The mind, according to David Hume, is not a truth-tracking device, and according to him, we misuse it if we think it can bring us to metaphysical conclusions. To Hume, the science of the mind can describe how the mind works and why it reaches the conclusions it does, but it cannot take us beyond the confines of our own natural reason. However, in section VIII of his Enquiry Concerning Human Understanding, Hume considers the issue of free will and goes so far as to claim that free will and necessity are compatible. Within the confines of Hume's definition of liberty and necessity, the two are completely compatible but outside his definitions, the theory falls apart.
[...] Hume defines liberty as power of acting or not acting, according to the determinations of the will.”(63) This means that an action counts as free (and also opens the person up for praise, blame, etc.) when the person wills it and when there are no external, constraining conditions which force the person to do anything other than what they will. A common scenario used with this definition to visualize the concept is a person chained to a wall. This person is not free because even if they willed themselves to run away they are not able to because of their chains. [...]
[...] If one was to stop looking at the wide scope and bring Hume's basic idea of governing laws of human actions down to the level of neurophysiologic brain-states and physical movements, it does seem plausible that if a person was in exactly the same brain state as he was ten minutes ago, in exactly the same surrounding conditions as he was ten minutes ago, then he would engage in exactly the same actions as he did ten minutes ago. This is plausible because, once again this is at a molecular level, there must have been reasons the person behaved the way they had and if everything were exactly the same, why would things unfold differently? [...]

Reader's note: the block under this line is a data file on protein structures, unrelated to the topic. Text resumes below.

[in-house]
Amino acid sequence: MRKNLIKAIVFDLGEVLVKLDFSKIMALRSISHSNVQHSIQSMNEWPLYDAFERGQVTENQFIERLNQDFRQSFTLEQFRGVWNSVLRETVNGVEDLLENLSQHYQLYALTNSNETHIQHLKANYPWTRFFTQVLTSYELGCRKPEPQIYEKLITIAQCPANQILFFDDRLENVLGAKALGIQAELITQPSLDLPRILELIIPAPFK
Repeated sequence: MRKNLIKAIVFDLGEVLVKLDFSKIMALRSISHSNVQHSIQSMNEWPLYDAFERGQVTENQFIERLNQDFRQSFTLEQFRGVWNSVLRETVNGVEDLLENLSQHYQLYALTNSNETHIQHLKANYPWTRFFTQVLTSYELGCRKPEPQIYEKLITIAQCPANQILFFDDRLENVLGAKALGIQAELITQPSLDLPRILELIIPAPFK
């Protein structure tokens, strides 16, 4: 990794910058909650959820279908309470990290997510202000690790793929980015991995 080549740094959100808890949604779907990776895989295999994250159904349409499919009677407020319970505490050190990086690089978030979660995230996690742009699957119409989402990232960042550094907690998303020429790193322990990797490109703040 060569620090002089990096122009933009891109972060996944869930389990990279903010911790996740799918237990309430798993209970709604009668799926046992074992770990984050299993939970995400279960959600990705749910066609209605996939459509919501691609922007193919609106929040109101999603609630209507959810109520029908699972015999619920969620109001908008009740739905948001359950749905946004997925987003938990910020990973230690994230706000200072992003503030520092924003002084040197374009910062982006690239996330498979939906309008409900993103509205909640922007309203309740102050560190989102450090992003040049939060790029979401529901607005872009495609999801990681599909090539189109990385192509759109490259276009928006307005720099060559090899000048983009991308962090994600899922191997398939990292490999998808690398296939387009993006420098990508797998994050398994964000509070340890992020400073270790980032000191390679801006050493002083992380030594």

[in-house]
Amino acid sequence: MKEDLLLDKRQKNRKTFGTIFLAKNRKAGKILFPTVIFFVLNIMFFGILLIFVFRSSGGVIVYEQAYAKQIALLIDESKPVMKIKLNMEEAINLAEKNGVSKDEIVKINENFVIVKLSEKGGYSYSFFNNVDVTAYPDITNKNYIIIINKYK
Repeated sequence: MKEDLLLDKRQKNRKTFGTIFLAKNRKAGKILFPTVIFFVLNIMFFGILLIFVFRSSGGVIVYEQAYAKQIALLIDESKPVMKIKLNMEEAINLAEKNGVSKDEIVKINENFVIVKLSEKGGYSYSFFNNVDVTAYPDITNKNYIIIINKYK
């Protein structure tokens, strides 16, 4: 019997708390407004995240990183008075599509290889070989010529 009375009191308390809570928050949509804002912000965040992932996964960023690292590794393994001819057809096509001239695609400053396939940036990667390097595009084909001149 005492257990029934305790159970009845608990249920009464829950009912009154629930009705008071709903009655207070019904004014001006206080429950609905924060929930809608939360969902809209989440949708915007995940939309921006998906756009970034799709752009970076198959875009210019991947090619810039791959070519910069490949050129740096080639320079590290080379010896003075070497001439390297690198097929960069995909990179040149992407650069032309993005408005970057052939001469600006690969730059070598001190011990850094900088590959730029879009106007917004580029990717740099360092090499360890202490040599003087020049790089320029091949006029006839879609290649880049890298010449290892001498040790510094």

[...] However, there are several issues that can be raised against Hume's argument concerning the compatibility of these two concepts and the definitions he uses to explain them. One issue often raised is with Hume's view that there are laws to human behavior is that there are always going to be exceptions. Lots of factors can intervene in human action that would produce exceptions to, and thus falsify, the proposed universal law. Although this is usually in accordance with the complaint of Hume's definition of liberty and if we were to look strictly at this complaint without bringing Hume's version of liberty into the equation yet, I believe that this can be answered sufficiently. [...]
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